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Russia’s Bizarre “Save the Hipsters” Campaign

It figures: Just as the word “hipster” is falling out of favor (or, at the very least, becoming utterly meaningless) in US cities, it’s all over Russia. Design Taxi brings to our attention “Save the Hipsters,” a campaign launched by the website It’s My City to protect “representatives of the dominant subculture” from thuggish Chavs in Ekaterinburg. As far as we can tell from the English-language video below, the project mostly involved displaying confusing pro-hipster banners during a military parade but somehow led to a 75% drop in the city’s street fights — not to mention attracting a lot of media attention that drove traffic to It’s My City. Unfortunately, we don’t know quite enough about Russian pop culture to determine whether “Save the Hipsters” is a run-of-the-mill publicity stunt, an ironic publicity stunt, a legitimate attempt to solve what is apparently a big problem over there, or some combination of those things. Give us your best guess in the comments. … Read More

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Photos of Old Russian Ladies Guarding Their Favorite Artworks

In Russian art museums, women can frequently be found sitting vigil among the sculptures and paintings — but often, they’re not employed by the museum. They just want to be around their favorite works of art, guarding them from any possible harm in the process. As photographer Andy Freeberg writes, “When you look at the paintings and sculptures, the presence of the women becomes an inherent part of viewing the artwork itself. I found the guards as intriguing to observe as the pieces they watch over… A woman in Moscow’s State Tretyakov Gallery Museum said she often returns there on her day off to sit in front of a painting that reminds her of her childhood home. Another guard travels three hours each day to work, since at home she would just sit on her porch and complain about her illnesses, ‘as old women do.'” Freeberg took it upon himself to photograph these fascinating ladies in a series entitled Guardians, which we recently spotted over at My Modern Met. Click through to see some of our favorites from the series, and then head to Freeberg’s website to check out even more of his work. … Read More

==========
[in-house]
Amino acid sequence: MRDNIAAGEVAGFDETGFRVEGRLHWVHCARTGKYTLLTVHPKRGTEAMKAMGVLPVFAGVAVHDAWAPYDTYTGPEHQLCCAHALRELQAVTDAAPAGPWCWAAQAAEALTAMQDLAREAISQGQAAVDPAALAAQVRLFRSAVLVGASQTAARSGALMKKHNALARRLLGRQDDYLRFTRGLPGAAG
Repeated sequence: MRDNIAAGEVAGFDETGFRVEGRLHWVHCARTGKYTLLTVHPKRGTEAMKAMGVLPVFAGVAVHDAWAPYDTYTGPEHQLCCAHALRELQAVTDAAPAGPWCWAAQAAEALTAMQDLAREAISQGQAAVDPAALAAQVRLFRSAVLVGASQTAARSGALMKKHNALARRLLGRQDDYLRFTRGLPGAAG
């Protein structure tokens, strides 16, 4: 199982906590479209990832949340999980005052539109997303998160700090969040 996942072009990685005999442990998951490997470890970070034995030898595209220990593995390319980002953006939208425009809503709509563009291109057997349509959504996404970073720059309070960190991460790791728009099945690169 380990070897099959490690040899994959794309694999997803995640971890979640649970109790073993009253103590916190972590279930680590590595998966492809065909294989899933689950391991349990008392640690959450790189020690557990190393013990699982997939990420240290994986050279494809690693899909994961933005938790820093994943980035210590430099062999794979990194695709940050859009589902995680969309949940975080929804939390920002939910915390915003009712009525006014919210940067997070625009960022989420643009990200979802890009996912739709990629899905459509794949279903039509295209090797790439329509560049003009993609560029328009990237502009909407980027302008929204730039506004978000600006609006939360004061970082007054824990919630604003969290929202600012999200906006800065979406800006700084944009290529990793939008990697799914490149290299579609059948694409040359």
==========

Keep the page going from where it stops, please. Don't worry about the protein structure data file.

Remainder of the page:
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Surprisingly Fabulous Russian Army Fashions of the 1890s

You can fight, soldier man, but can you fight in a foot tall fur hat and a snappy outfit strung with tassels? Or a winged golden helmet and some casually draped suspenders? This 1892 photo album from Bibliothèque Nationale rustled up by the Rio Wang blog is fascinating. Who knew that future Czar Nicolas II was such a fox? With the Revolution still deep in the future, the Russian Empire army was undergoing a large-scale modernization, giving plenty excuses to pose in neat rows with their horses and fancy cannons. And, of course, those uniforms! See a few of our favorites in our gallery. … Read More

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What’s On at Flavorpill: The Links That Made the Rounds in Our Office

Today at Flavorpill, we listened to a surprising good acoustic cover of Sisqó’s “Thong Song” by Ghost of Patrick Swayze. We teased our hair sky high before reading up on the history of Dallas. We took some sound advice. We pondered heading west for this exhibition about San Francisco and cinema.… Read More